Island lake Conservation Area

Island_Lake_Spider_Small
Island Lake Conservation Area

We started out on what seemed to be a bright and sunny day, me practically soaking myself in sunscreen while Rob drove donning his new sunglasses. Of course, as luck would have it, by the time we reached our Island Lake destination the dark and grey clouds had rolled over us. Rob was thrilled because, as photographers know, the overcast days are those that produce the best light for photographs!

The area really wasn’t too busy (in all fairness, it was a Monday afternoon in July) but you could tell that Island Lake has a whole lot to offer its visitors. They have kayaks and canoes for rent at a cost of $15 per hour or $40 for the day. You can also rent electric motor boats that can hold up to 4 adults for $50 per half day or $80 for a full day. If you’re planning a family event and need to rent a pavilion, you can do so and even rent a bbq or picnic tent if you need one! As we were hiking along, we could tell that this was the location of many a party (there’s a volleyball net, enough said)!

There are a few trails to choose from if you’re looking for a good hike in the woods or alongside the lake. The Vicki Baron Trail follows the lakeshore, taking you past a wee little beach area, through forest and then into fields filled with flowers. Where there are this many flowers, there is bound to be bumble bees! I don’t believe that I have seen so many bees in one field since I was a little kid (let’s face it, when you’re a kid, you’re a little closer to the ground and perhaps a little more concerned with the fact that your hands and legs are in the bumble bees’ field of vision). We really enjoyed standing still and admiring the size and technique of the bees as they buzzed from one flower to the next, while listening to the harmony of at least three or four different singing birds. The birds were not into showing off for us and chose to swoop low into the tall grass or deep into the trees. Though, there were a few who seemed to taunt us (or follow us, to be less melodramatic), as we walked along the trail. As if birds and bees weren’t enough, there’s a variety of insects to check out along your hike. We were really lucky to spot a little white spider on the petal of a daisy that was in the process of devouring its prey.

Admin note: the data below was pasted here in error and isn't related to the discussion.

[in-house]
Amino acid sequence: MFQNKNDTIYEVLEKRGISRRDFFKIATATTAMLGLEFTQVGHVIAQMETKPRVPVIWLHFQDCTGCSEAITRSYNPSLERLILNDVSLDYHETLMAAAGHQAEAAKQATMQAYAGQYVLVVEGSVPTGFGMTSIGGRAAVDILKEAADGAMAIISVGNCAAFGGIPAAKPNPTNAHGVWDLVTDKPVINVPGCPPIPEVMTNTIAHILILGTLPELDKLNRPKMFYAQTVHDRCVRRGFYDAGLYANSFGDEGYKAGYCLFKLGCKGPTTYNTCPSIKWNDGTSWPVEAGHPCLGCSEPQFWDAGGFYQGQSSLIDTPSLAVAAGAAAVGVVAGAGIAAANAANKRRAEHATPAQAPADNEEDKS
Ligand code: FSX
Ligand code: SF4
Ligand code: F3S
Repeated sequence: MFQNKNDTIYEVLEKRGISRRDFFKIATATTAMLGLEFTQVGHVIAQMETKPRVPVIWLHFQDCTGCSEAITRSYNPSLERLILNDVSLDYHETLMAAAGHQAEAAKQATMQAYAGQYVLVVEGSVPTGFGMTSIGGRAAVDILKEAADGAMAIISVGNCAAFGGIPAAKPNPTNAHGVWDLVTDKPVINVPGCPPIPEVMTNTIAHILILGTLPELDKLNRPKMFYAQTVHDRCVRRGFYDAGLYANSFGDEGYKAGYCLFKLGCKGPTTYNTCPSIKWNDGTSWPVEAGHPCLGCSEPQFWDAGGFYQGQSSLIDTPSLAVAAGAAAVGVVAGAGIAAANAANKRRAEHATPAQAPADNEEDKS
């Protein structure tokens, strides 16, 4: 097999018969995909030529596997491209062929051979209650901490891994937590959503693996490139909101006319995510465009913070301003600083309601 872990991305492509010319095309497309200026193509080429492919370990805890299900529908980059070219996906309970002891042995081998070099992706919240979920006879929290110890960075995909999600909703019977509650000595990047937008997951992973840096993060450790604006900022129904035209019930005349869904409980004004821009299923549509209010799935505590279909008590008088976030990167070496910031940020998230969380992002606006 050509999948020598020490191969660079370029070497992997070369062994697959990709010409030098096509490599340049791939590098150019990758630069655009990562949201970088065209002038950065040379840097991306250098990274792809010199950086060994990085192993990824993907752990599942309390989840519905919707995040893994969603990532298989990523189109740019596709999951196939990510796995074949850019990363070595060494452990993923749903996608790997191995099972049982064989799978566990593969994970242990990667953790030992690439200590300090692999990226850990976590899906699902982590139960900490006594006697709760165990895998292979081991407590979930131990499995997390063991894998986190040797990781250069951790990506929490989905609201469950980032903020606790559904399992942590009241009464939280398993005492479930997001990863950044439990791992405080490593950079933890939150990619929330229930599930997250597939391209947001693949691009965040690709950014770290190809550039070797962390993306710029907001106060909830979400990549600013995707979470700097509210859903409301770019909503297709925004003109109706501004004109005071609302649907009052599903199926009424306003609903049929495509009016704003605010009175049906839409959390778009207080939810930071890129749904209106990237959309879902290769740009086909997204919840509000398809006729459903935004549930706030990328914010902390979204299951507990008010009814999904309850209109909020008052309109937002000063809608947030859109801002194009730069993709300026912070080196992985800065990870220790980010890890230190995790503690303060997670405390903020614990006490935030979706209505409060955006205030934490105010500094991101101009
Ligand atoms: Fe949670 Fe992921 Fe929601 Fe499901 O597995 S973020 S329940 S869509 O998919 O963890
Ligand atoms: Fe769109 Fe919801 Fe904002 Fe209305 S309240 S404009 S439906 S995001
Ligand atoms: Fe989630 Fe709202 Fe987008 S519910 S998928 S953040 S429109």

Island Lake Spider eating fly
I first spotted this fly that I though was incredibly docile, and was allowing me to get really close for a shot. When I got really close however, I noticed the spider eating his head.
The rest of the trails in Island Lake Conservation Area take you through the upland forests. These trails also give you a glimpse of the conservation work that has been done in the region. Along the Memorial Forest Trail, you’ll find the Dods & McNair Memorial Forest which is full of memorial trees, donated in honour of friends and family members who have passed away. The Sugarbush Trail and the Link Trail are two other paths to choose.

We saw plenty of people fishing off shore and out on the lake. There are limits on the number of fish (depending on type) that you can catch and keep. They have an array of fishing equipment, bait and snacks on-hand at the rental shop, including rods and reels for rent. In the winter months, you can rent a heated ice hut and pay for the drilling of your very own ice fishing hole!

This place was a wee bit tricky to find—despite its lake being right on Hwy 10! Our directions took us WAY up North from our destination. Hurontario St changes into Hwy 10/ 24 BUT Hurontario St. starts up again just to the East of Hwy 10! So, if you so choose to check out Island Lake CA, be sure to follow Hurontario Street to Buena Vista Drive (the other side of Buena Vista Drive as it crosses Hwy 10 is called Broadway). Turn right on Buena Vista Dr. , pass by Lakeview Court on your left and then turn left at the next corner onto Hurontario Street . In essence, once you get to Buena Vista Drive , you have to snake over to the East to get back onto Hurontario Street . If you miss this important turn, then you’ll be heading way up into Ontario northland (like we did) in search of 673067 Hurontario Street along Hwy 10!

Special Packing Suggestions:

Macro lenses or micro tubes for close up pictures of bugs and flowers. An emergency poncho (in case the weather turns quickly like it did for us). Bug spray is a must-have!